As a retailer, one of the biggest contributors to your success is your marketing strategy. The first step to converting sales? Ensuring that your products and your brand are visible to potential buyers. That means you can't afford to ignore advertising channels that could be driving traffic to your site. According to Adthena, Google Shopping Ads now make up approximately 85% of paid traffic for online retailers. The share of ecommerce traffic and ad spend tied to shopping ads has increased rapidly over the last several years. As such, there's a ton of opportunity for online retailers to drive meaningful sales by optimizing their use of Google Shopping.
If you've ever searched for a product on Google, you've probably seen a Google Shopping ad. They often show up at the very top of the search results page when you’re looking for a particular item. Here's how an ad appears when you search for a Fitbit Fitness Tracker:
Search result for "Fitbit fitness tracker," showing Google Shopping Ads
Google Shopping Ads highlight your product with a high-quality photo and clear price - more like a product listing than a traditional paid search ad. As with any online search, you want to have your product and brand show up at the top of the page, above your competitors - and with the right strategy, that's where they'll appear with Google Shopping Ads.
People don't always distinguish Google Shopping campaigns from other paid search campaigns, because they're both managed within the AdWords platform. But you actually have to use a different tool to start using Google Shopping Ads. With Google AdWords, you use keywords for bidding. Google Shopping Ads, however, requires that you use the Merchant Center to bid by product or category. And, of course, the appearance of the ads is pretty dramatically different. A traditional paid search ad in Google is text-only with a headline, URL, ad copy and maybe a few additional links:
A Fitbit paid search ad in Google, for the keyword "fitbit"
A Google Shopping ad, like we mentioned before, is more akin to a product listing, with a product name, photo and price point, as well as potential review stars or a value prop:
A Fitbit Google Shopping ad, for the keyword "fitbit fitness tracker"
Notice how the keywords differ, too - you see traditional paid search ads for a brand term like "Fitbit," while you see Google Shopping ads for a specific product term like "Fitbit fitness tracker."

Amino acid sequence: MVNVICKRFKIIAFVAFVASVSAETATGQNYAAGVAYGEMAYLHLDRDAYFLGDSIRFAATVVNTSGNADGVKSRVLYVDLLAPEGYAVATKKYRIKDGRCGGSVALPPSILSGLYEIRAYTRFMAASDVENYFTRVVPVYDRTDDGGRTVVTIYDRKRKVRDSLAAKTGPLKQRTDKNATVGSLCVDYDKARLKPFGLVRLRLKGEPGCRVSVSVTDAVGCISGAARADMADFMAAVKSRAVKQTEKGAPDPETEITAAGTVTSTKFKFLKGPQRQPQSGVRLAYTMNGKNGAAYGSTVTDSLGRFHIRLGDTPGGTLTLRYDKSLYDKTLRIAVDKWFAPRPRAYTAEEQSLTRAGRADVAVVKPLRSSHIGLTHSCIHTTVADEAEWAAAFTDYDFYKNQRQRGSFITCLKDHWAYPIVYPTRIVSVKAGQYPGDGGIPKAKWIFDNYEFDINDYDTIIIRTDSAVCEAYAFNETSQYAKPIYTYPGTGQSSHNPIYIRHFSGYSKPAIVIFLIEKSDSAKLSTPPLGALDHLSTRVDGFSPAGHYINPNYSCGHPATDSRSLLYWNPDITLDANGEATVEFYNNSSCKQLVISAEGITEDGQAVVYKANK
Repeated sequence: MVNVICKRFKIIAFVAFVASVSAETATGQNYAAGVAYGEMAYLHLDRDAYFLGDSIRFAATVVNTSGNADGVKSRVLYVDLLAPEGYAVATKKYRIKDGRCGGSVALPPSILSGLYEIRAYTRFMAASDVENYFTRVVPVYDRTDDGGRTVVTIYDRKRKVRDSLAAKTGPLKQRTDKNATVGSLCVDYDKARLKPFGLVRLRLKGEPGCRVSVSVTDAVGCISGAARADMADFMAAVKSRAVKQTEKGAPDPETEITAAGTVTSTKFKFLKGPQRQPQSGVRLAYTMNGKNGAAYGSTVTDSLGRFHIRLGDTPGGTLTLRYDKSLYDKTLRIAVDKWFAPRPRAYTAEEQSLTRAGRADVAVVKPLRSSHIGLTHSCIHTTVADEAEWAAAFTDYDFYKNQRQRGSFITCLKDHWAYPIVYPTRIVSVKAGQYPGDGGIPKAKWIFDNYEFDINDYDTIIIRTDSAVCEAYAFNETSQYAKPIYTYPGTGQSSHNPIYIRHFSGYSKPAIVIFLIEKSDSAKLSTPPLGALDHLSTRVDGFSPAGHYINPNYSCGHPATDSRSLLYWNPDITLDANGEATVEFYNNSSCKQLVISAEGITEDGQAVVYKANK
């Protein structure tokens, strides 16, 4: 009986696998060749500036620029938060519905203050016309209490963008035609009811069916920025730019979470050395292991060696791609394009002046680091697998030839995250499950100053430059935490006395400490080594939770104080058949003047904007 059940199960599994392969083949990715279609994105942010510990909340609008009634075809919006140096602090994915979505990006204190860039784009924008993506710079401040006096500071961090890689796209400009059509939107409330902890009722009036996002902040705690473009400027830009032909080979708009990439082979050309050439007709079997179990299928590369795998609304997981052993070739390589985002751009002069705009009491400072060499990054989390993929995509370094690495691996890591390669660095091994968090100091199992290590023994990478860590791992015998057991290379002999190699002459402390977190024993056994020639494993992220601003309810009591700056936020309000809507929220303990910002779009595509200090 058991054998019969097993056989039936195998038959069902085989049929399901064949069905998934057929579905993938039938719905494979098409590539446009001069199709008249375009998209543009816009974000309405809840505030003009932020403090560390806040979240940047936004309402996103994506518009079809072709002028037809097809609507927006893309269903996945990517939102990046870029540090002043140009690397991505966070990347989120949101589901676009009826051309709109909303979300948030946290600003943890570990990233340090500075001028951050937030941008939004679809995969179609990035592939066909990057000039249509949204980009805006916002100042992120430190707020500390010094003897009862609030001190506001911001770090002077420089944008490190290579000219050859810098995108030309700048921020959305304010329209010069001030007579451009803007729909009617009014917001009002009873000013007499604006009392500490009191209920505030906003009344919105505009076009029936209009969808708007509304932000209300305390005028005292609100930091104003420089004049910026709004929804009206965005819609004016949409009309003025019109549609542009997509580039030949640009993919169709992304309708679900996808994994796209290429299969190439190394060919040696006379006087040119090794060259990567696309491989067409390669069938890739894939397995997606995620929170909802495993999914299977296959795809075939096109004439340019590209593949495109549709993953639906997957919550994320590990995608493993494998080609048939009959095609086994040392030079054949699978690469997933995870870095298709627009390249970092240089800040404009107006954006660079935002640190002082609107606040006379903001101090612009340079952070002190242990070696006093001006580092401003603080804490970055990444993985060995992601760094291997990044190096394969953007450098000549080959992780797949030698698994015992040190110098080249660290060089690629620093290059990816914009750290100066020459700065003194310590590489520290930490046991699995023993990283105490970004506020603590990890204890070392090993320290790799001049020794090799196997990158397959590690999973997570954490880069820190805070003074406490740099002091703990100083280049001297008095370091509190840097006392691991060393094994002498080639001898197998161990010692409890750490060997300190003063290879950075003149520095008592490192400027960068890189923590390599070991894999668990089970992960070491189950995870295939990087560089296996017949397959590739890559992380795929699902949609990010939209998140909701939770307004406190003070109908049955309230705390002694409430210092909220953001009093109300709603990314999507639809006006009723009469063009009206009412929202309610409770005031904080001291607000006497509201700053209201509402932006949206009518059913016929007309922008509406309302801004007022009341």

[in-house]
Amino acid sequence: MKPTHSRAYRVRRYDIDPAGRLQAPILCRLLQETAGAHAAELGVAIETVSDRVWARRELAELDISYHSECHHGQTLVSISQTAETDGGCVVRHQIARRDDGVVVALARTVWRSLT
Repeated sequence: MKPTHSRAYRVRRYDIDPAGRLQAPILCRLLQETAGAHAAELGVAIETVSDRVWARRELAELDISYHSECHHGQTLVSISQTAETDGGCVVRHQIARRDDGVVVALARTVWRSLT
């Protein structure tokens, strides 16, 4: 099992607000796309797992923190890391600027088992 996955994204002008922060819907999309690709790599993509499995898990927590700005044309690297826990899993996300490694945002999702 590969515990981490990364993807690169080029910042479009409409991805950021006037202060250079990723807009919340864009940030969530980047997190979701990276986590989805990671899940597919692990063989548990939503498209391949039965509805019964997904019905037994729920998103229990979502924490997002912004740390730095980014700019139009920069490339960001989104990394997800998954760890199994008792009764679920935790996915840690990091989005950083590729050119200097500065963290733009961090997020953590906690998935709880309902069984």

So - how can you get the most out of Google Shopping Ads? Here are a few tips to help you get started.
The first step, unsurprisingly, is the setup. It’s crucial that you set up your feeds and product groups the right way, so you can make real-time modifications when you need to. The product feed on Google Shopping includes:
As you set up your shopping ad, make sure all the information you enter is correct and that you put your products into groups that make sense and allow you to tweak each group individually. In other words - when you're creating a Google Shopping campaign, you could, for example, split your products into two groups: unique products with low competition for ads, or highly-competitive products. How you bid for one group will differ from how you bid on the other. That allows you to optimize ads separately for each group.
Next, it’s important to have (and understand) the right tools to analyze your data, so that you can get a read on performance and make adjustments as needed. You'll want to review metrics that tell you how each of your products are performing individually, which search terms are used most frequently to find your Shopping Ads, and which devices are bringing you the most traffic from your Shopping Ads. These metrics, and others, will allow you to tweak your ads to get the most bang for your buck. If you have Google AdWords integrated with Glew, you'll be able to track your Google Shopping ads performance alongside your other marketing channel data.
Optimizing your Google Shopping Ads sometimes means modifying or deleting under-performing products. Since campaigns are run per product group, if you have products that aren’t selling well, it will bring your click-through rate (CTR) down for the entire group. If that's the case, you should change those product listings to improve their performance or delete them all together. Otherwise, you'll be spending marketing dollars without getting a return.
Improving click through rate on your Google Shopping Ads involves setting your bids right (and everyone knows that more clicks mean more sales). You should base your bidding on your price, product margin, and average conversion rate. Here’s an example: You have an item listed with a selling price of $50, that costs $25 to manufacture and has an average conversion rate of 2%. Now, do the calculations:
This is just a starting point - you may have to tweak your bidding up or down for the best results. By starting low and increasing your bid to find what works best, you'll have a better chance of not throwing away ad dollars. Now you have enough information to get started with Google Shopping Ads. The tips above should help you get the most out of your marketing budget and boost sales at the same time. Have you tried Google Shopping ads? What has your experience been? Let us know in the comments!
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